Today’s guest post is a bit of fiction-loosely-based-on-real-events from RG reader John Curry. It may not be appropriate for all ages — jb
“Motherf…” Joe muttered when the fan blade hit his head as he stumbled to his bedroom in the attic he and his dad rented from their boss. “The one thing from home I didn’t miss when I was in that GD sandbox.” He sat down on his bed and chugged a Nalgene of water so he wouldn’t be hungover in the morning. Joe’s dad had joked with him before he left the house earlier that night. “Don’t be trying to puss out of work tomorrow morning because your head hurts. I’ve seen you leave at the ass crack of dawn Saturday morning to try and fix some chick’s car playing Captain Save-A-Hoe.” Joe could work harder hungover than most men could work sober. That hard work led him from side jobs and summer work to help with bills when he was a teenager — to Afghanistan after he graduated and didn’t really have a better plan.
When he got his DD214, he still didn’t really have a plan. Going back to work fixing tractors for his dad’s boss, a man he always knew as “Mr. Owen”, seemed like the most reasonable thing. Joe’s uncle had researched their family history; they’d been farming around here since white people had found the land, but a family weakness for the bottle had taken them from owning land to working on other people’s land generations before Joe was swimming in his dad’s nutsack. “A man ain’t ever worth a damn unless he’s got a piece of land to call his own,” Dad always used to say, in between labored breaths. Decades of cowboy killers and 7018 fumes had made his lungs work about as well as the liquor made his liver work.
While the marines were playing “hurry up and wait” overseas Joe thought about his father’s words. His old man couldn’t forgive himself for not having something to pass down to Joe. They were always working for men whose fathers and grandfathers owned the land, but neither Joe nor his dad ever had a hope in hell of breaking that cycle. Until Joe’s old NCO posted something on IG about having bought his house on a Veteran’s Affairs home loan. “They didn’t need a down payment as long as the house cost as much as whatever bureaucrat in charge of my loan thought it should cost,” he said in the DM. “I’ll take that shit any day”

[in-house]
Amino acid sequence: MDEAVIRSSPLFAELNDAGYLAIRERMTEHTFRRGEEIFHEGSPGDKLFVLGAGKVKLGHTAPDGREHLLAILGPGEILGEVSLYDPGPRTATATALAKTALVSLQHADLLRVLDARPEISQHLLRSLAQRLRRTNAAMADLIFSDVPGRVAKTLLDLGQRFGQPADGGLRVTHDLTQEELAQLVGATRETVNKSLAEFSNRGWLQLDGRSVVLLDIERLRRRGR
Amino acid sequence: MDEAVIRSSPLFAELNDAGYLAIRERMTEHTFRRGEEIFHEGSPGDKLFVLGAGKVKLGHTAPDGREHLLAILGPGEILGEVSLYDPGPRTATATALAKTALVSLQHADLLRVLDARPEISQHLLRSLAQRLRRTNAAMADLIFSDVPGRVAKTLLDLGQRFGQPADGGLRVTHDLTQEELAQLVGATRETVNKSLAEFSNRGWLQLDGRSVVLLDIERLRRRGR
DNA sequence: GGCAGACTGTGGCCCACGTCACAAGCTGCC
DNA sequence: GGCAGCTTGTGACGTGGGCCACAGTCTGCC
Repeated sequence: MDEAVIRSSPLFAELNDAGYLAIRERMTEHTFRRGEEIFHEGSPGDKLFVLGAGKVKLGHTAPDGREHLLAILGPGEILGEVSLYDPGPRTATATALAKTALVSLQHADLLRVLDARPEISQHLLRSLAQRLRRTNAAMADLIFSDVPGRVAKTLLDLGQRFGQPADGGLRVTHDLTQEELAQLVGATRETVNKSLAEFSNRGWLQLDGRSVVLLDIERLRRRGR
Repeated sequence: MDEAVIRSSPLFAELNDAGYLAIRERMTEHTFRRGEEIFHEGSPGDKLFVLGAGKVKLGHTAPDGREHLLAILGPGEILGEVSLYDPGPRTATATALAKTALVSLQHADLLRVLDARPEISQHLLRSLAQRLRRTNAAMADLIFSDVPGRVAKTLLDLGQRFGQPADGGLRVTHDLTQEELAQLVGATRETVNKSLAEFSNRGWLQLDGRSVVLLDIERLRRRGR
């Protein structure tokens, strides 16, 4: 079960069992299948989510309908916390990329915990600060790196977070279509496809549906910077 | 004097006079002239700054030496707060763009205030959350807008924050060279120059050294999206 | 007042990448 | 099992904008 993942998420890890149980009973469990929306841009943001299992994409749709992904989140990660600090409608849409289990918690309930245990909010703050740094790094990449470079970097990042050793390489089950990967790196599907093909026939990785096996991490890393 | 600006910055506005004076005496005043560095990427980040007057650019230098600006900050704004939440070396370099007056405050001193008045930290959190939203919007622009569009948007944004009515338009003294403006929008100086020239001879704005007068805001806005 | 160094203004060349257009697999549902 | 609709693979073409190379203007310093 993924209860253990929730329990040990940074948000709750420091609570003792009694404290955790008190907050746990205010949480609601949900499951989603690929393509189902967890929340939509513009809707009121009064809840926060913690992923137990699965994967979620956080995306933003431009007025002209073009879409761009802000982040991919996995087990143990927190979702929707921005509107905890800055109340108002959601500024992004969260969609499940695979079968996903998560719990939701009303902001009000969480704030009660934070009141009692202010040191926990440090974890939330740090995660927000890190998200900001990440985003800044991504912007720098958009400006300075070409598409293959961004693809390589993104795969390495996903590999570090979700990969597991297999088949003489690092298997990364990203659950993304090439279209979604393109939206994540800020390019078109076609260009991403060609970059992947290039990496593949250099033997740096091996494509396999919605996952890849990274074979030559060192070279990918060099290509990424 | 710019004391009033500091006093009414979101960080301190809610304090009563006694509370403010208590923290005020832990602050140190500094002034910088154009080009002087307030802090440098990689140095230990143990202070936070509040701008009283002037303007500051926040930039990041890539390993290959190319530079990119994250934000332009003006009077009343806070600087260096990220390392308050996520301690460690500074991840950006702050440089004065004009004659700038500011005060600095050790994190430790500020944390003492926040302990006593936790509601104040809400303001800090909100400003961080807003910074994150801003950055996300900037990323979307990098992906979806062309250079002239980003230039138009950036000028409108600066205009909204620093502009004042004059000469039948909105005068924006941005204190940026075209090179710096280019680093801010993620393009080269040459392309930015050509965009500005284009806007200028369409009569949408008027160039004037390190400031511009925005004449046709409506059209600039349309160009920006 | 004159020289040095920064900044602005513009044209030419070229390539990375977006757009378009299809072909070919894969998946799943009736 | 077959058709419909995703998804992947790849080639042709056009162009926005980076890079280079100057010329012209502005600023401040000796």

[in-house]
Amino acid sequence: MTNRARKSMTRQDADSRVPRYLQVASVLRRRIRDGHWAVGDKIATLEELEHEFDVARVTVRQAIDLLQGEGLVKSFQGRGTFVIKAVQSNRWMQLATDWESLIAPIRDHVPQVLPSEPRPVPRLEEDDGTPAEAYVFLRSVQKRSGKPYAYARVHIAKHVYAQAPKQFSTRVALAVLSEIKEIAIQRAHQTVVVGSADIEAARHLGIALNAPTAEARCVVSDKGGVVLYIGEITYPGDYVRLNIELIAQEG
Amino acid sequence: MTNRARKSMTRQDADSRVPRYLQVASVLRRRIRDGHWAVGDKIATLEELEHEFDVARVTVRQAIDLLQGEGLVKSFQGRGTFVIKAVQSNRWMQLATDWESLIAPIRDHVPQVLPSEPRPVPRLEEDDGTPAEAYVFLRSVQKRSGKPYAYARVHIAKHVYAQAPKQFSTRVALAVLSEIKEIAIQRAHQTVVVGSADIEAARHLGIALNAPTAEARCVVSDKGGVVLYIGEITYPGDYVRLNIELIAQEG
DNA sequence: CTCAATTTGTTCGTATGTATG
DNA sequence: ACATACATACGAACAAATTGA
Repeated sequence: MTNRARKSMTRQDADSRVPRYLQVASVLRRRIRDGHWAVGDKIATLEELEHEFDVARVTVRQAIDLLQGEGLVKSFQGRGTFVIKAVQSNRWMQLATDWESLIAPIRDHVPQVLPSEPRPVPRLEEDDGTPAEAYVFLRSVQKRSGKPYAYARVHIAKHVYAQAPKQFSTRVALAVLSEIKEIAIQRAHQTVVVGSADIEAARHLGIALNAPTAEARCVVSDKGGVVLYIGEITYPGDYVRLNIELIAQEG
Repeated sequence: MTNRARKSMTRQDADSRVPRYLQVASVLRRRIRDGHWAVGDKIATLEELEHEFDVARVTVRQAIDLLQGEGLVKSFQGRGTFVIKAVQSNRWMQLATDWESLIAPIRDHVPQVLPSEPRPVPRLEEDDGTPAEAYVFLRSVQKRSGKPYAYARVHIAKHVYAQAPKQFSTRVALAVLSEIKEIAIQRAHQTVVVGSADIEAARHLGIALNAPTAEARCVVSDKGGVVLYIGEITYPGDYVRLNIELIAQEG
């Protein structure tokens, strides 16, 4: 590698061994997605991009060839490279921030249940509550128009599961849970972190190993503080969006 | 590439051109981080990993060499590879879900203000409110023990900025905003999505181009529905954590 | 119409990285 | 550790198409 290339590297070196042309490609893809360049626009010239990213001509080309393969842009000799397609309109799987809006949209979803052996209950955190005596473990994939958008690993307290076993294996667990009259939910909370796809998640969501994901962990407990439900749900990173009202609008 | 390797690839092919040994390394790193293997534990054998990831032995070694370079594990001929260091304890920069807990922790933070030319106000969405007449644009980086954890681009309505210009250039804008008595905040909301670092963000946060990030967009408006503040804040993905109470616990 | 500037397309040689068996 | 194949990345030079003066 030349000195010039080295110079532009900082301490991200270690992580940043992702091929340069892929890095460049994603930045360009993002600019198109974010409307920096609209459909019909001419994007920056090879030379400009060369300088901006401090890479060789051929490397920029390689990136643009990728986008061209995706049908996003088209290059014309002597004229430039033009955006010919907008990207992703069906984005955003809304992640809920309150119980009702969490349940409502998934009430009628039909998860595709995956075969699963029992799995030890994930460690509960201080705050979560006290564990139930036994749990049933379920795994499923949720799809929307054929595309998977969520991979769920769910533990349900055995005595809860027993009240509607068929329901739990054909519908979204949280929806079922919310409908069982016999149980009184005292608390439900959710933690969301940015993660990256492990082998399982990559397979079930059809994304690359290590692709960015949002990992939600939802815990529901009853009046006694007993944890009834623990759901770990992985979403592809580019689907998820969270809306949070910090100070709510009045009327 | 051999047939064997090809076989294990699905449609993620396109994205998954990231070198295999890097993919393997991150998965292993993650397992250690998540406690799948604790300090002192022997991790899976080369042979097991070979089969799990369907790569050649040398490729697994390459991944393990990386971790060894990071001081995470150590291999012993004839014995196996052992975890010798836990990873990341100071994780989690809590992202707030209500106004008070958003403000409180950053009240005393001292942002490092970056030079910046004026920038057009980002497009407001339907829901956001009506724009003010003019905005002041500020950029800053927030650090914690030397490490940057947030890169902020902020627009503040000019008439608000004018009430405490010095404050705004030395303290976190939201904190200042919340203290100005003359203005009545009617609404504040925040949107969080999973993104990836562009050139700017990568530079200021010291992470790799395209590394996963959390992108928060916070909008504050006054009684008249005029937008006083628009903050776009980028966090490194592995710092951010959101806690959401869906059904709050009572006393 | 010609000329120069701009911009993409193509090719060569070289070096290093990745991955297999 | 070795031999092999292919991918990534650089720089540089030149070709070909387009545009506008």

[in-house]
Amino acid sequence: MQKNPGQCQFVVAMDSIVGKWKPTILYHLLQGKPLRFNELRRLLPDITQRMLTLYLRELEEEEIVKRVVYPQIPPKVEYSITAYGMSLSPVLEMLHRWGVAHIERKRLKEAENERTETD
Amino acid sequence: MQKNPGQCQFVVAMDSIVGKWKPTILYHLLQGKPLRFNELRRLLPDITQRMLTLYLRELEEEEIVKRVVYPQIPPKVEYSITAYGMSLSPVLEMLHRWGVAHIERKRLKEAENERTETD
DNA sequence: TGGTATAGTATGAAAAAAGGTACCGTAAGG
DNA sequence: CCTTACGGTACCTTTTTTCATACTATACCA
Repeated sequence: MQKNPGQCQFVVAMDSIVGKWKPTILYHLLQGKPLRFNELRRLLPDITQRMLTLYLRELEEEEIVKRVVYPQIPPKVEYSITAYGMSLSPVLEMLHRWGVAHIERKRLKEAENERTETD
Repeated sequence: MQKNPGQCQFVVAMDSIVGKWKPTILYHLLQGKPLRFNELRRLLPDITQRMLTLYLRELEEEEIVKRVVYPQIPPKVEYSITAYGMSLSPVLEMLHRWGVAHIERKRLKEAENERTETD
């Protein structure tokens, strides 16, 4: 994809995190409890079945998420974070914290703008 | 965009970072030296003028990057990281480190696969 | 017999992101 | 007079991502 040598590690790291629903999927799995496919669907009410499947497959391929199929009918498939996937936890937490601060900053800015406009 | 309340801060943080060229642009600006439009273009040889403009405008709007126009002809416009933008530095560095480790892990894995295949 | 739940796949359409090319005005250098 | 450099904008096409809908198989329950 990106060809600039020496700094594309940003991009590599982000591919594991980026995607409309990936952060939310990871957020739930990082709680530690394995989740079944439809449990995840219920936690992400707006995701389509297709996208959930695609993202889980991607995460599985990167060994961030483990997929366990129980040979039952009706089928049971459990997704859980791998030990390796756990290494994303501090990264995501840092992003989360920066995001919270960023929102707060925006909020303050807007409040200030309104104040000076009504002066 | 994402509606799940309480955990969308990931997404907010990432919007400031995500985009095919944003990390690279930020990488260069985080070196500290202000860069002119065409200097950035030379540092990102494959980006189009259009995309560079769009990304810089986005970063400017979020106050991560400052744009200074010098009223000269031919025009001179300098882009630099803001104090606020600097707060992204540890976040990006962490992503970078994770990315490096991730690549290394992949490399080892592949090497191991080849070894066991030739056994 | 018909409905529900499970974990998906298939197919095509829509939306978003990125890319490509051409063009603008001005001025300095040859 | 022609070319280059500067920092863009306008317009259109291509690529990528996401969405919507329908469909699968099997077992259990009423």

Joe had given the VA their 800 pages of paperwork and waited the 3-5 business months till he got preapproved. Then he started looking for houses. He’d found a nice little house over by where Big Red and them used to spotlight deer back in the day. “You’ll have room to do your side mechanic work or
grow some veggies, but not both,” Joe thought, but it was all the house he could afford so he put an offer down and waited the 45 days till it was the bank’s house he could live in. The mortgage was going to have him eating mostly beans and rice for the next few years, but it was worth it to not put rent money in some rich douche’s pocket. Or at least that’s what Joe kept telling himself.
“There’s no good way to tell you this, but the seller just got another offer. 40K over what you’re paying.” Joe’s phone buzzed with a text from the way-too-friendly real estate agent. He whacked the f250’s axle shaft back into place as he thought about the kind of man who could pay forty grand over asking for a house in a county where the average dude made about 25K a year. “If he’s gonna fuck me like that the least he could do is buy me dinner too… that’s what the green weenie did.”
As he was telling his dad later that night, the phone buzzed again. “The seller played ball with your daddy back in the day and he felt bad about doing this to you. If you can come up with another 25K in the next 2 weeks, the house is yours.” Neither Joe nor his father had ever seen 25k at one time, and the VA wouldn’t lend him another dime. “You almost got rid of my ass,” Joe joked after a long silence.